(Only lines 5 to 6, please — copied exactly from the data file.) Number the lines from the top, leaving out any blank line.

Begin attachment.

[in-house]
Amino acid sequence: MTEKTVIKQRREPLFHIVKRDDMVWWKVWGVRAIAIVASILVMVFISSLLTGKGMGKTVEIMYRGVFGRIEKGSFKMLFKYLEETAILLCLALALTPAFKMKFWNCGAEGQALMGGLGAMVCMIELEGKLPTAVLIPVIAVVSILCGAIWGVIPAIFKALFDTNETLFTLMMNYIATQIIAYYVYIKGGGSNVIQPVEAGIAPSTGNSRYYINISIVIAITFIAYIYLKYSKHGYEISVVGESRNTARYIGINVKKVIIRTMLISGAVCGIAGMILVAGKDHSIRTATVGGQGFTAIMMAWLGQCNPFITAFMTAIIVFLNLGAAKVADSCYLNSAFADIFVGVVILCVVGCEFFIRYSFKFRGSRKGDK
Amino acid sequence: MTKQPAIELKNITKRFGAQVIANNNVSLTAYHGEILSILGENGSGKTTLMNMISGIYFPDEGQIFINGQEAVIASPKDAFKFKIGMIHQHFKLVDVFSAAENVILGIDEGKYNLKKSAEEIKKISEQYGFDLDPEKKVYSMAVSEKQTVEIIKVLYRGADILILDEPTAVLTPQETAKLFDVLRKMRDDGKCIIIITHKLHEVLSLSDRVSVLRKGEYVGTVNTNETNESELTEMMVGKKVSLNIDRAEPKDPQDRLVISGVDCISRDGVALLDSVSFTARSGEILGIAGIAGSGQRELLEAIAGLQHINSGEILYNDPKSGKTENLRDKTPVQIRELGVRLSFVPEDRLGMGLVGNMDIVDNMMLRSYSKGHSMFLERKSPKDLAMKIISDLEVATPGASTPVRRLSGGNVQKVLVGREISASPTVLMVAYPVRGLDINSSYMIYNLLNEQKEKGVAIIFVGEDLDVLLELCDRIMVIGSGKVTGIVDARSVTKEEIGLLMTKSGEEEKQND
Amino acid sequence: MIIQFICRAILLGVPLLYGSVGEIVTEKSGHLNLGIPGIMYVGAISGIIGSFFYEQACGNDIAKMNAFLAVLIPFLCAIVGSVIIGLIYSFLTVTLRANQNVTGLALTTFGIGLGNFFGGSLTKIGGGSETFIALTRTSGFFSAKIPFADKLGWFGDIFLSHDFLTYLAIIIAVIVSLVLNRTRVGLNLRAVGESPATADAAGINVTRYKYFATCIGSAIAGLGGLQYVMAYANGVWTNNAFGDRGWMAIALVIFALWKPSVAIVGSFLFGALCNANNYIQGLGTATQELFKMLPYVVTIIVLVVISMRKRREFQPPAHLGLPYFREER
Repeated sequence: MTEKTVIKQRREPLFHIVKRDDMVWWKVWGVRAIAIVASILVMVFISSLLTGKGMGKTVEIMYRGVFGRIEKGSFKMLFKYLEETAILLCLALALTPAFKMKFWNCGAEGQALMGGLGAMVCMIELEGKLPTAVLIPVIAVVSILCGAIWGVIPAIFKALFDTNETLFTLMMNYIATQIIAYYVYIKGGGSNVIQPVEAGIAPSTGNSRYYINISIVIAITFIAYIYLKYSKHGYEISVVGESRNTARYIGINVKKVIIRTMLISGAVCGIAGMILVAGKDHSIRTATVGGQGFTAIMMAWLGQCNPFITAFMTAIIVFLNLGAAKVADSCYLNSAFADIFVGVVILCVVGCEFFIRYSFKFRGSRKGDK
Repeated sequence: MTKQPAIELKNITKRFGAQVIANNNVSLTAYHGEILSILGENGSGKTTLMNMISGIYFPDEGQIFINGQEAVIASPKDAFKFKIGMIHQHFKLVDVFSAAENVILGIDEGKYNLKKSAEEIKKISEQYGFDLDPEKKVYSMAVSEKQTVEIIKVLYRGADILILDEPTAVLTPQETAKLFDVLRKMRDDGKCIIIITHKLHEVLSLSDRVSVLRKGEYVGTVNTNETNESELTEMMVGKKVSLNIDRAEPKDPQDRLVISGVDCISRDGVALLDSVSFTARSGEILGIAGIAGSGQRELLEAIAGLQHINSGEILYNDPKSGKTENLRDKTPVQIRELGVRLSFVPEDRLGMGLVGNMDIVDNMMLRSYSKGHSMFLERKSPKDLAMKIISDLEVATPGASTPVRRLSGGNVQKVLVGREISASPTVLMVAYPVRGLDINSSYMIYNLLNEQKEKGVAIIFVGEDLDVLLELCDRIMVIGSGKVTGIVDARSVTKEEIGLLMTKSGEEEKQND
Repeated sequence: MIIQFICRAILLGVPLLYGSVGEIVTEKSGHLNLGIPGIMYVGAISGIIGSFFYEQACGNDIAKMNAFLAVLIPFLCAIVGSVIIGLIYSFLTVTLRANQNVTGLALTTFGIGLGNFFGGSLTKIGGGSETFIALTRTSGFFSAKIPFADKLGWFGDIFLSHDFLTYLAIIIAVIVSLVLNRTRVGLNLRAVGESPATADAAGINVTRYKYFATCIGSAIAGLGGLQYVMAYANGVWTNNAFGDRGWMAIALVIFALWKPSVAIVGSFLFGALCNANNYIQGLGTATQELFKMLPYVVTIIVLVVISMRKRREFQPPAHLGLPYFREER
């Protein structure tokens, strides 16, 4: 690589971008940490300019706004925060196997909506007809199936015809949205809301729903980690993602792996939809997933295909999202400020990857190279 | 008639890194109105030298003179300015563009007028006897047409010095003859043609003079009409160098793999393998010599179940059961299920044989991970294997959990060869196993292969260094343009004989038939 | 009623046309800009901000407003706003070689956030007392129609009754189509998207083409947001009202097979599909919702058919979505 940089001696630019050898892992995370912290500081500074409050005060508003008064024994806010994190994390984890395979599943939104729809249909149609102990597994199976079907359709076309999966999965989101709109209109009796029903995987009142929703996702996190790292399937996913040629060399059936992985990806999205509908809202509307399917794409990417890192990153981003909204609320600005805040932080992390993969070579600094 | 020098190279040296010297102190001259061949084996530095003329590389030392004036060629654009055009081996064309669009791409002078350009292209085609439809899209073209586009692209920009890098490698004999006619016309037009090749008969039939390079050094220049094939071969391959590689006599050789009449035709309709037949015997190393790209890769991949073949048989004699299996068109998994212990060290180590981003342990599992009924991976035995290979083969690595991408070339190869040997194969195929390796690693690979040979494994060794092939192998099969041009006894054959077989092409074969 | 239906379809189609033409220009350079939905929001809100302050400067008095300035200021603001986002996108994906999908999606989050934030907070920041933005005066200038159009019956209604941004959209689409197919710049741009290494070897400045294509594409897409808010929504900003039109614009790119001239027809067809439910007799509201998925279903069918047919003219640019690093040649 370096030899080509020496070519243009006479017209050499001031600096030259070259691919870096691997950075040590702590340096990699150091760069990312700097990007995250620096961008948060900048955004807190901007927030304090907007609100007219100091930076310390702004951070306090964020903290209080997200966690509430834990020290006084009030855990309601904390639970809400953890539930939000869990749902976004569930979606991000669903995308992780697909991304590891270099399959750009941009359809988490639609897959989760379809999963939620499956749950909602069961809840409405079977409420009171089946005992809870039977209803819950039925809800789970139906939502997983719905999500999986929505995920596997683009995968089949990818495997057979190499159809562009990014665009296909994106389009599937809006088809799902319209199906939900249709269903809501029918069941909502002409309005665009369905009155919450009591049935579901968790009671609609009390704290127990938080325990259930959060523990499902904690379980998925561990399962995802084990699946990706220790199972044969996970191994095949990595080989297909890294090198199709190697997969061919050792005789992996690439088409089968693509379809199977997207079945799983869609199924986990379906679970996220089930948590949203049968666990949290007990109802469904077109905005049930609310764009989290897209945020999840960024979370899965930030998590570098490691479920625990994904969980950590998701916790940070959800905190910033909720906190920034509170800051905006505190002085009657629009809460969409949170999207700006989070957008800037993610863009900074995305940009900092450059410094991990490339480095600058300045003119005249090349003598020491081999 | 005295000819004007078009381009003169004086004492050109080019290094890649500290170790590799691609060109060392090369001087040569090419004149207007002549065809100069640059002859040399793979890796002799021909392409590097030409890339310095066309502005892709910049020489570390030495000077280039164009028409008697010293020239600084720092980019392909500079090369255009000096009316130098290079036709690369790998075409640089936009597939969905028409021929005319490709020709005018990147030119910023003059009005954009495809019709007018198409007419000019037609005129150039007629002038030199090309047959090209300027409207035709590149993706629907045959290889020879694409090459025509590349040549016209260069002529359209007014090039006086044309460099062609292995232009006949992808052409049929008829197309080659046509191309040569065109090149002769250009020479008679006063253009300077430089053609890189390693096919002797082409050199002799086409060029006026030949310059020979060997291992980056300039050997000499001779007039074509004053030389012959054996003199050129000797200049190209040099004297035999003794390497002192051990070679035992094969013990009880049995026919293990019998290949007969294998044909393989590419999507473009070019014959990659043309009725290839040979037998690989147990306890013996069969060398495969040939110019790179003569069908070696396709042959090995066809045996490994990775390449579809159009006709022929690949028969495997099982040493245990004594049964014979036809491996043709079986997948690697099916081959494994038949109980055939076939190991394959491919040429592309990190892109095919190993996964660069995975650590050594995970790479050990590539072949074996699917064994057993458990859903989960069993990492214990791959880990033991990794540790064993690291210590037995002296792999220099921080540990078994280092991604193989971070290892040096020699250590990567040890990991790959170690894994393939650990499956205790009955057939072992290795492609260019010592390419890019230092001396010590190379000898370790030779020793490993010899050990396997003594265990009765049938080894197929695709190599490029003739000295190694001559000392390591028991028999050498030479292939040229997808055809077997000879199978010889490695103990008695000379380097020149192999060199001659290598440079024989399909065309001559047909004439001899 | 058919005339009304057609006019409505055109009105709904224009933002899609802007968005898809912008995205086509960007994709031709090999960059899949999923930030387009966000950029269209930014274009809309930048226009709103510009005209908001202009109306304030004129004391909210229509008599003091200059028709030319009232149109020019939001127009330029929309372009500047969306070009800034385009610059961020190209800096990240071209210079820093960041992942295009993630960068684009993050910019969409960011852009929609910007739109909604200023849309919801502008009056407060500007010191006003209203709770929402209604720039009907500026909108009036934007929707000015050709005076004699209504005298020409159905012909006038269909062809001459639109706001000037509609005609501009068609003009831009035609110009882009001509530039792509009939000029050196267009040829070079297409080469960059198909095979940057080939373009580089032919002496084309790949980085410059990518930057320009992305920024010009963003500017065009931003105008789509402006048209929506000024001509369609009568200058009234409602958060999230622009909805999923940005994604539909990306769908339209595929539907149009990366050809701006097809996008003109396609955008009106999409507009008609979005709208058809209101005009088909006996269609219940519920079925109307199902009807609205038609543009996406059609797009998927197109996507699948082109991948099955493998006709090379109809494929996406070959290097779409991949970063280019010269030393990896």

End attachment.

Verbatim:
Repeated sequence: MTEKTVIKQRREPLFHIVKRDDMVWWKVWGVRAIAIVASILVMVFISSLLTGKGMGKTVEIMYRGVFGRIEKGSFKMLFKYLEETAILLCLALALTPAFKMKFWNCGAEGQALMGGLGAMVCMIELEGKLPTAVLIPVIAVVSILCGAIWGVIPAIFKALFDTNETLFTLMMNYIATQIIAYYVYIKGGGSNVIQPVEAGIAPSTGNSRYYINISIVIAITFIAYIYLKYSKHGYEISVVGESRNTARYIGINVKKVIIRTMLISGAVCGIAGMILVAGKDHSIRTATVGGQGFTAIMMAWLGQCNPFITAFMTAIIVFLNLGAAKVADSCYLNSAFADIFVGVVILCVVGCEFFIRYSFKFRGSRKGDK
Repeated sequence: MTKQPAIELKNITKRFGAQVIANNNVSLTAYHGEILSILGENGSGKTTLMNMISGIYFPDEGQIFINGQEAVIASPKDAFKFKIGMIHQHFKLVDVFSAAENVILGIDEGKYNLKKSAEEIKKISEQYGFDLDPEKKVYSMAVSEKQTVEIIKVLYRGADILILDEPTAVLTPQETAKLFDVLRKMRDDGKCIIIITHKLHEVLSLSDRVSVLRKGEYVGTVNTNETNESELTEMMVGKKVSLNIDRAEPKDPQDRLVISGVDCISRDGVALLDSVSFTARSGEILGIAGIAGSGQRELLEAIAGLQHINSGEILYNDPKSGKTENLRDKTPVQIRELGVRLSFVPEDRLGMGLVGNMDIVDNMMLRSYSKGHSMFLERKSPKDLAMKIISDLEVATPGASTPVRRLSGGNVQKVLVGREISASPTVLMVAYPVRGLDINSSYMIYNLLNEQKEKGVAIIFVGEDLDVLLELCDRIMVIGSGKVTGIVDARSVTKEEIGLLMTKSGEEEKQND